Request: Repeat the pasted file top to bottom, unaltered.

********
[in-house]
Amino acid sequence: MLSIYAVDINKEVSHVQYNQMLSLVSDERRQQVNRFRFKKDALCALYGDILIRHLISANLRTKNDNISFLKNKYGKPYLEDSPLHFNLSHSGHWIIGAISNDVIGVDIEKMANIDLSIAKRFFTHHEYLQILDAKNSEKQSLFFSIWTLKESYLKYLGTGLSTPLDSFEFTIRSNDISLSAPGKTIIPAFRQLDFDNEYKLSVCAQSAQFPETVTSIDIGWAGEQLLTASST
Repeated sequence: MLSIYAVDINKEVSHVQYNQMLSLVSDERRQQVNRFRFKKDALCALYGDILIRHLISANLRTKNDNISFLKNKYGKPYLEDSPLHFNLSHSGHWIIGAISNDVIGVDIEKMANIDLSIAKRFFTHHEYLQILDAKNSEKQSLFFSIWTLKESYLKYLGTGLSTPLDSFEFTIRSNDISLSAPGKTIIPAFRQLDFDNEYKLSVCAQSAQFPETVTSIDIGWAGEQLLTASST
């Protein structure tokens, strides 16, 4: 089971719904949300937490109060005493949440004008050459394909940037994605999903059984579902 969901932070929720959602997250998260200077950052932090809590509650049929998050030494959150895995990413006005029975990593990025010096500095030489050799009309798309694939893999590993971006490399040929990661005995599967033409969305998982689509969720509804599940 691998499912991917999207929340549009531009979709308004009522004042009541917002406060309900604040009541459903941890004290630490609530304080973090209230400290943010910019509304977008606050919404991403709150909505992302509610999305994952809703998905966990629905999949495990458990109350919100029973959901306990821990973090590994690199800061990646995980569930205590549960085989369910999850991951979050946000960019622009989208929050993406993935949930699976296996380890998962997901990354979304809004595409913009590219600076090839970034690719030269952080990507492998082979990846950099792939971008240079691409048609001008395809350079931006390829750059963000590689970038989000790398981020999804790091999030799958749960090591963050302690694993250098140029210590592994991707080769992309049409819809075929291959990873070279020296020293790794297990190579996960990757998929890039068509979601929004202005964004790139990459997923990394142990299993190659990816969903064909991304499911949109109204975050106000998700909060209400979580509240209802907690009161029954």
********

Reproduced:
[in-house]
Amino acid sequence: MLSIYAVDINKEVSHVQYNQMLSLVSDERRQQVNRFRFKKDALCALYGDILIRHLISANLRTKNDNISFLKNKYGKPYLEDSPLHFNLSHSGHWIIGAISNDVIGVDIEKMANIDLSIAKRFFTHHEYLQILDAKNSEKQSLFFSIWTLKESYLKYLGTGLSTPLDSFEFTIRSNDISLSAPGKTIIPAFRQLDFDNEYKLSVCAQSAQFPETVTSIDIGWAGEQLLTASST
Repeated sequence: MLSIYAVDINKEVSHVQYNQMLSLVSDERRQQVNRFRFKKDALCALYGDILIRHLISANLRTKNDNISFLKNKYGKPYLEDSPLHFNLSHSGHWIIGAISNDVIGVDIEKMANIDLSIAKRFFTHHEYLQILDAKNSEKQSLFFSIWTLKESYLKYLGTGLSTPLDSFEFTIRSNDISLSAPGKTIIPAFRQLDFDNEYKLSVCAQSAQFPETVTSIDIGWAGEQLLTASST
């Protein structure tokens, strides 16, 4: 089971719904949300937490109060005493949440004008050459394909940037994605999903059984579902 969901932070929720959602997250998260200077950052932090809590509650049929998050030494959150895995990413006005029975990593990025010096500095030489050799009309798309694939893999590993971006490399040929990661005995599967033409969305998982689509969720509804599940 691998499912991917999207929340549009531009979709308004009522004042009541917002406060309900604040009541459903941890004290630490609530304080973090209230400290943010910019509304977008606050919404991403709150909505992302509610999305994952809703998905966990629905999949495990458990109350919100029973959901306990821990973090590994690199800061990646995980569930205590549960085989369910999850991951979050946000960019622009989208929050993406993935949930699976296996380890998962997901990354979304809004595409913009590219600076090839970034690719030269952080990507492998082979990846950099792939971008240079691409048609001008395809350079931006390829750059963000590689970038989000790398981020999804790091999030799958749960090591963050302690694993250098140029210590592994991707080769992309049409819809075929291959990873070279020296020293790794297990190579996960990757998929890039068509979601929004202005964004790139990459997923990394142990299993190659990816969903064909991304499911949109109204975050106000998700909060209400979580509240209802907690009161029954």